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Apple Valley Montessori School Celebrates Diwali

Catherine Fairbairn

Diwali – the festival of lights and the most celebrated time for the Indian community all around the world was on October 26th this year. Three parents (with their roots from India); Ramola Bhandarkar, Jyoti Nagia and Sumithra Pradeep looked forward to sharing all about this special festival at AVMS on November 2nd but were unable to owing to the recent winter storm, power outage and school closing. The stormy weather could not dampen anyone’s spirits and the presentation finally took place on Monday, November 7th. The children were given a heads-up and instead of kicking off the classroom time with lessons and materials in the morning, they geared up for the Diwali presentation.

The parents presented in one elementary and two pre-school classrooms. The presentation was beautifully segmented into four components – an engaging poster presentation, a craft activity, relishing Indian sweets, and distributing goody bags.

The children listened as they were explained that Diwali translates into a row of lamps that are lit on the day of the Diwali, and adorn many homes and streets in India. They were thrilled to see the traditional clay lamps, called Diyas and explained how they are lit by filling oil and placing a cotton wick inside. “Can we light a diya now?” – A request came from the audience!

Celebrated over 5 days, they were explained the significance of each day in a very simplistic way.  The first day is called "Dhan Teras," the auspicious time for the business community to worship old financial books and start new ones. The ceremony heralds a prosperous financial year ahead. "Kali Chaudas" prayers are offered on the second day to keep evils and omen away. The third day is “Diwali” when in addition to lighting Diyas; everyone has a blast by bursting fire crackers. The children were prompt to relate bursting of crackers with the 4th of July holiday. The day after Diwali is the beginning of a new year. The fifth day is "Bhaiya Dooj," a tradition that strengthens the bonds between a brother and his sister. They learned what everyone does before and on Diwali, from cleaning the house, creating Rangoli – a beautiful art created on the floor with different colored powders, wearing new clothes, sharing sweets to exchanging gifts. Once again, the children promptly related “exchanging of gifts” on Diwali with “exchanging of gifts” on Christmas. “Does Santa bring gifts on Diwali?” – Another question popped up from the audience!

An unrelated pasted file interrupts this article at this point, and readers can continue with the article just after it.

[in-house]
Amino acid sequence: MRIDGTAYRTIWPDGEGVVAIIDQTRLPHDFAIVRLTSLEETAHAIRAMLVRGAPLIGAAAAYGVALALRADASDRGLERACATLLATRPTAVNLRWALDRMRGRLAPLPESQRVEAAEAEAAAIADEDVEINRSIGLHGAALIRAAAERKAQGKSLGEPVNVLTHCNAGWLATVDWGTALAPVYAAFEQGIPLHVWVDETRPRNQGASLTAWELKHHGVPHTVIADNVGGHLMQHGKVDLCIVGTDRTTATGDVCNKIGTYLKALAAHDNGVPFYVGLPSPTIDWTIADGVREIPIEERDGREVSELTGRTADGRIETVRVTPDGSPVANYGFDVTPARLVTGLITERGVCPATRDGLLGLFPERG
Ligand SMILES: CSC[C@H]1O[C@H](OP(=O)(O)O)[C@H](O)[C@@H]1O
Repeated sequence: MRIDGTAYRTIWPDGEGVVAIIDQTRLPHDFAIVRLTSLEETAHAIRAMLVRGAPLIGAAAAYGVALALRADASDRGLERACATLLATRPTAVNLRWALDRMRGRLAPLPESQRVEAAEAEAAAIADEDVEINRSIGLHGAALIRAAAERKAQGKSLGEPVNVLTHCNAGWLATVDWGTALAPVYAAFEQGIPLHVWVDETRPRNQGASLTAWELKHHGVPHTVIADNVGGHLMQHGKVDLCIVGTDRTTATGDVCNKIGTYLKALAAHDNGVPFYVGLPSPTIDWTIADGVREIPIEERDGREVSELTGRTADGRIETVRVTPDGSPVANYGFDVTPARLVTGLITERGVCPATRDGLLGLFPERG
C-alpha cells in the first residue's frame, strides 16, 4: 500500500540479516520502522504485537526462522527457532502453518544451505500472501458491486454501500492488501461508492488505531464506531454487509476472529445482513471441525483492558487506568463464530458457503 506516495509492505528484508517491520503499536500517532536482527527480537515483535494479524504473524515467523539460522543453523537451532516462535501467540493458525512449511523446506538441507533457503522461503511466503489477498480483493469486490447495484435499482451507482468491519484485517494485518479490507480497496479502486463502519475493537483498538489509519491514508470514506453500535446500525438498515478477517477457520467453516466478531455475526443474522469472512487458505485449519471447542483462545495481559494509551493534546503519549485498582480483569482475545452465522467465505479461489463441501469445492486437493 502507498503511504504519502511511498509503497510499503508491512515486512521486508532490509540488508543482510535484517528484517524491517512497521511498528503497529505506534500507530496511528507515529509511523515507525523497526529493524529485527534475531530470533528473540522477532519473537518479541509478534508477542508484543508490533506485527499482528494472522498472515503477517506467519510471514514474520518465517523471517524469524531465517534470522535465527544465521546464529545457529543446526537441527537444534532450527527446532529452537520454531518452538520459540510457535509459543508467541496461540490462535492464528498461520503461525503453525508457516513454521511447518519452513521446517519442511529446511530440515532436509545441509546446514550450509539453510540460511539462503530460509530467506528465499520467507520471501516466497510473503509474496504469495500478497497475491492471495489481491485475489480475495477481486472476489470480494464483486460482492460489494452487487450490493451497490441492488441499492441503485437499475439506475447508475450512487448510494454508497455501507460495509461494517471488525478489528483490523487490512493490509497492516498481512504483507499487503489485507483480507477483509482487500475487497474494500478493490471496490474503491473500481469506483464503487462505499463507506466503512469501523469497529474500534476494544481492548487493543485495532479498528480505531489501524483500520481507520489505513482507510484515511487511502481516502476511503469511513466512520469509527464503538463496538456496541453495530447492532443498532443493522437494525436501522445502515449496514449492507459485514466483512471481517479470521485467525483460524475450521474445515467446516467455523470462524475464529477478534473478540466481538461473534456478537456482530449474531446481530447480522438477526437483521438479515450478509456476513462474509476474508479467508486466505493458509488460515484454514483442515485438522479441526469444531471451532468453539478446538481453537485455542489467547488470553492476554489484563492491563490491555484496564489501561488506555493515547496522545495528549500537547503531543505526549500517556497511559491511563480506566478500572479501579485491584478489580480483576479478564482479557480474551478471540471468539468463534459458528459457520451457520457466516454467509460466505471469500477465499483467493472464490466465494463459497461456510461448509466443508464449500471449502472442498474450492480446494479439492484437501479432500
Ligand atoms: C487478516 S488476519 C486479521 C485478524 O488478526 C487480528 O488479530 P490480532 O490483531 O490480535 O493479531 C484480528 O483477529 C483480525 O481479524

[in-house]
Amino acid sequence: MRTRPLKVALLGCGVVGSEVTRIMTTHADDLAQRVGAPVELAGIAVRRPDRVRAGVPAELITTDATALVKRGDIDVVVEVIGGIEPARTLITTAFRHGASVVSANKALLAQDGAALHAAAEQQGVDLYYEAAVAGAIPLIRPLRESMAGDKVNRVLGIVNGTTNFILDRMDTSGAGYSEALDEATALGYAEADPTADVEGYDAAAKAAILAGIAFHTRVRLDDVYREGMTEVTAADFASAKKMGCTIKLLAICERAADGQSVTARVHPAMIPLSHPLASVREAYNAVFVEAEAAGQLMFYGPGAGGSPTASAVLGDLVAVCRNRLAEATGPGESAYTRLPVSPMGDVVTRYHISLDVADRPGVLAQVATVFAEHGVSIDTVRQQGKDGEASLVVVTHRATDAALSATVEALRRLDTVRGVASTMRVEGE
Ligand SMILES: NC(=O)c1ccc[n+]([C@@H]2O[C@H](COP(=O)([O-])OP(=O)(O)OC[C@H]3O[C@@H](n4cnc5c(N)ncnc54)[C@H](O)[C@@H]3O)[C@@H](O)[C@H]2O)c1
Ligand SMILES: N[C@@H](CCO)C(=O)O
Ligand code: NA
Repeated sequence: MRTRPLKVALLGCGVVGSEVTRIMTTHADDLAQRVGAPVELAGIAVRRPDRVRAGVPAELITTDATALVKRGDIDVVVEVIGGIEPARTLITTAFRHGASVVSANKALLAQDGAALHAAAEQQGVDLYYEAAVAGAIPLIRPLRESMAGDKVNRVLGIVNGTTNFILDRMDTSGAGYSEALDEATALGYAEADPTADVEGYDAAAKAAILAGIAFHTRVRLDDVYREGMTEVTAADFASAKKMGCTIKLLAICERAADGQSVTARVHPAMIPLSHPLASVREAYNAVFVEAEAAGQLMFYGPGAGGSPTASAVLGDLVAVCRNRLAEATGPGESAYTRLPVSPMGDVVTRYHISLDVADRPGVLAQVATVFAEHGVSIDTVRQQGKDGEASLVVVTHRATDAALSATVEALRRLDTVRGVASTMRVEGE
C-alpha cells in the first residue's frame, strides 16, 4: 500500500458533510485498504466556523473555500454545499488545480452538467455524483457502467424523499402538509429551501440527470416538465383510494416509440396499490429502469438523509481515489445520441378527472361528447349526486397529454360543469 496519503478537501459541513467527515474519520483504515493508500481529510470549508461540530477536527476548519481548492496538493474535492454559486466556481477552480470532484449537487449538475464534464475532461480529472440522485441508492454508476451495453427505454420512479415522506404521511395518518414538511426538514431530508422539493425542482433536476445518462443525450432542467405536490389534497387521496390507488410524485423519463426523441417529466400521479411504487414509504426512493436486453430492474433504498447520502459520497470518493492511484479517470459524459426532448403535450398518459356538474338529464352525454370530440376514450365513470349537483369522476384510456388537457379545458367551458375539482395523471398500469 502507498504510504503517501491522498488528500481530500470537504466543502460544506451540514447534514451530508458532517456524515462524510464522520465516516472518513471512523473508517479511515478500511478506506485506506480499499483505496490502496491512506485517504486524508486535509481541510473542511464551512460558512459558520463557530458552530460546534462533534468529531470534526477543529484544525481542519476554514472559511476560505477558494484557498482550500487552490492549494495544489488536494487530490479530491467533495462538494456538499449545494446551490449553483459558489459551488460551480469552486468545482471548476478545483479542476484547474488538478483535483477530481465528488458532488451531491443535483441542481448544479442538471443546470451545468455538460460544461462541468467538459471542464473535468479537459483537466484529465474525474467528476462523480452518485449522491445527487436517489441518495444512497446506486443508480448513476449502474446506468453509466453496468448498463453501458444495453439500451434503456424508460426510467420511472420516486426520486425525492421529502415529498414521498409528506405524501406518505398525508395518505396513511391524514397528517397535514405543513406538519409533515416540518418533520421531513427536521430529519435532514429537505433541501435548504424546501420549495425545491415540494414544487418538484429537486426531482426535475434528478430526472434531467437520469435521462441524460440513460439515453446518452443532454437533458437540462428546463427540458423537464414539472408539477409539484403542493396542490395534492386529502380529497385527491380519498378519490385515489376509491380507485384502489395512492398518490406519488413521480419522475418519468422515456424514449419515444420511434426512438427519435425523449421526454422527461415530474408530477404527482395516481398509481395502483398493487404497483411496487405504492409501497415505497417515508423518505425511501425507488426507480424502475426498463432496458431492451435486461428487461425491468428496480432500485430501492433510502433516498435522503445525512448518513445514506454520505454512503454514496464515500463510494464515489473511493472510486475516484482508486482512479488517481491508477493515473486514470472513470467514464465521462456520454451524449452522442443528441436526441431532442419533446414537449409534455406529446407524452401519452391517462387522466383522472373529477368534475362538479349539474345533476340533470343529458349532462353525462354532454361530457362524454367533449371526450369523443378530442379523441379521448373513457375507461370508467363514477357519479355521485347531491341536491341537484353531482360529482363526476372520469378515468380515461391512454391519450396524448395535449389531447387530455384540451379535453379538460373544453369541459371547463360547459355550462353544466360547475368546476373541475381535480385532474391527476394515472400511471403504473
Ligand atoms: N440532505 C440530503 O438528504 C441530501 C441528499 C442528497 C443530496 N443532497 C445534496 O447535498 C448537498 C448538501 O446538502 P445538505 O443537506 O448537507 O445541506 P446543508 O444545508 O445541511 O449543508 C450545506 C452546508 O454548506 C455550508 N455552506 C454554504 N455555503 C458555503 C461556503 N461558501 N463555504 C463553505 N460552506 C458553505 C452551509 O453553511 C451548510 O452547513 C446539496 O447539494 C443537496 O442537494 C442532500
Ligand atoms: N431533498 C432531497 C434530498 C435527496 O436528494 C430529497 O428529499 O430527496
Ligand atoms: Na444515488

The presentation was concluded by answering questions raised by curious little minds and communicating the essence of Diwali; which is the victory of good over evil, victory of knowledge over ignorance, and the awareness of the inner light.

The children were all excited when they were shown a lovely door-knob hanger as a sample and told that they can have one and decorate it themselves. This engaging craft segment was a well thought out step by step activity. It was quite interesting to note that children in pre-school classrooms listened to the instructions and decorated the door-knob hanger just as they were told. They seemed to be particularly enticed by the sparkly stickers on the sample. First, the pre-schoolers pasted a Diya in the center, then a Happy Diwali greeting at the bottom and then spread the sparkly star and flower-shaped stickers just as they saw in the sample. However, the experience was quite different in the elementary classrooms. The older children expressed their desire to develop their own plan of action regarding the placement of each item on the hanger. Irrespective of whether younger children decorated the hanger as shown in the sample or the older children decided to be creative; the final outcome was a memento for children to take home and talk about this rich cultural experience with their family.

Right after the craft activity, the children were lovingly offered a nut-free Indian sweet, Gulab Jamun. It was the first time experience for most of the children, and they relished it. Some were hesitant to try it.

The Diwali presentation was concluded by distributing goody bags full of sweets and a hand-made Happy Diwali card to children and AVMS staff. The children thanked the parents and collectively wished them “Happy Diwali” at the top of their voice full of enthusiasm!

AVMS is thankful to Ramola Bhandarkar, Jyoti Nagia and Sumithra Pradeep for taking the time to present Diwali to AVMS children and staff, and share its essence in a fun and engaging manner that instantly connected the spirit of Diwali with the spirit of many holidays celebrated here in the United States.

(Catherine Fairbairn is the Head of Apple Valley Montessori School in Sudbury, MA. She can be reached at Catherine@avms.org 978-287-4000. To learn more about AVMS and its mission, please visit www.avms.org. )

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